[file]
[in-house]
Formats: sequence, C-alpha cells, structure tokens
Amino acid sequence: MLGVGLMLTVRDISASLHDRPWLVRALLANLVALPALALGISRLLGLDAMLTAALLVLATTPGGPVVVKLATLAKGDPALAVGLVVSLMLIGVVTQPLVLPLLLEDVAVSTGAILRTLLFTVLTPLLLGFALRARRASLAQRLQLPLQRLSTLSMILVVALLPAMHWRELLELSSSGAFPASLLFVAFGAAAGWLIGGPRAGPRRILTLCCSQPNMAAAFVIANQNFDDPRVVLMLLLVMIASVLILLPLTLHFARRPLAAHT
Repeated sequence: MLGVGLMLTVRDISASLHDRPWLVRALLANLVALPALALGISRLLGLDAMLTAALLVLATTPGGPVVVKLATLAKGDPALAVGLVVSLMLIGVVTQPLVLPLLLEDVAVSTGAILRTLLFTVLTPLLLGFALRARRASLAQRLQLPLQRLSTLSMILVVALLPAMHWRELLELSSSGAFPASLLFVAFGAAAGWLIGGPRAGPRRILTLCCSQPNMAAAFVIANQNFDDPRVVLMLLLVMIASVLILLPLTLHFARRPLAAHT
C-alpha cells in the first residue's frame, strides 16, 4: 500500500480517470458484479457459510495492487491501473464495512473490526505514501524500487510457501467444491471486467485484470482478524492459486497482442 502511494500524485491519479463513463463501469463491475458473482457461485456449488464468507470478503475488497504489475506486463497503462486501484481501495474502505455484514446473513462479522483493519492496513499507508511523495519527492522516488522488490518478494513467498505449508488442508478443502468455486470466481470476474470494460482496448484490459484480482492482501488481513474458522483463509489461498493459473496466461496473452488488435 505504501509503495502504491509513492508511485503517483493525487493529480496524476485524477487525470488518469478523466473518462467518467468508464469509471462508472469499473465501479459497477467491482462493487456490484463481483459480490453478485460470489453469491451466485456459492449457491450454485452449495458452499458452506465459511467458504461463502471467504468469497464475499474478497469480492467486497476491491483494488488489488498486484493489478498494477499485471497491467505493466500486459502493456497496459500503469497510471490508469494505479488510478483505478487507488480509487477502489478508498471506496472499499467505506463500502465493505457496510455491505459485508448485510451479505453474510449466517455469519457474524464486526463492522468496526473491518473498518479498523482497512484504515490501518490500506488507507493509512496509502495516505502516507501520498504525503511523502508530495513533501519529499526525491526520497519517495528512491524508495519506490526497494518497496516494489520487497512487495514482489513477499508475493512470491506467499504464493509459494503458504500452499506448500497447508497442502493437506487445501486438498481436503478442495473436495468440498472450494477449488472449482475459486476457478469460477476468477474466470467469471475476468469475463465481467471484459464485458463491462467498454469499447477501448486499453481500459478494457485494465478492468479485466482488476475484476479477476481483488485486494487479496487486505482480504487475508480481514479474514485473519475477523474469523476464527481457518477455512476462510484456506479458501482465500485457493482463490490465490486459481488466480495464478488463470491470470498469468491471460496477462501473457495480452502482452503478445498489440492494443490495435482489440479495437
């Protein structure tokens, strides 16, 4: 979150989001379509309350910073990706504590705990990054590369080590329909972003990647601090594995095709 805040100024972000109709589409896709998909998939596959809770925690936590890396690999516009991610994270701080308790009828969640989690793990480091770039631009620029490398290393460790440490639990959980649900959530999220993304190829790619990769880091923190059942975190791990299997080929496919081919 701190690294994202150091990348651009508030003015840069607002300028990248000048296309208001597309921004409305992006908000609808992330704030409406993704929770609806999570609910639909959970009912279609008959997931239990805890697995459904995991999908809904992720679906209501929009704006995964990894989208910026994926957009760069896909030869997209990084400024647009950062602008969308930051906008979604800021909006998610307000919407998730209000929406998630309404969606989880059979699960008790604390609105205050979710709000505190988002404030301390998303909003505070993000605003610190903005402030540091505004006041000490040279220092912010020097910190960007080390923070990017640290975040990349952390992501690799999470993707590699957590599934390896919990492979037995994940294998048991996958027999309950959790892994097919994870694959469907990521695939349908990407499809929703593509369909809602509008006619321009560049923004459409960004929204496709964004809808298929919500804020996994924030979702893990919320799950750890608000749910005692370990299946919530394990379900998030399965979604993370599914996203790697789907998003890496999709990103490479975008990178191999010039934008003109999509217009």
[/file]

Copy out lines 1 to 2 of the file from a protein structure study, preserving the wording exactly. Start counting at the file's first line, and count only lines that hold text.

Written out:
[in-house]
Formats: sequence, C-alpha cells, structure tokens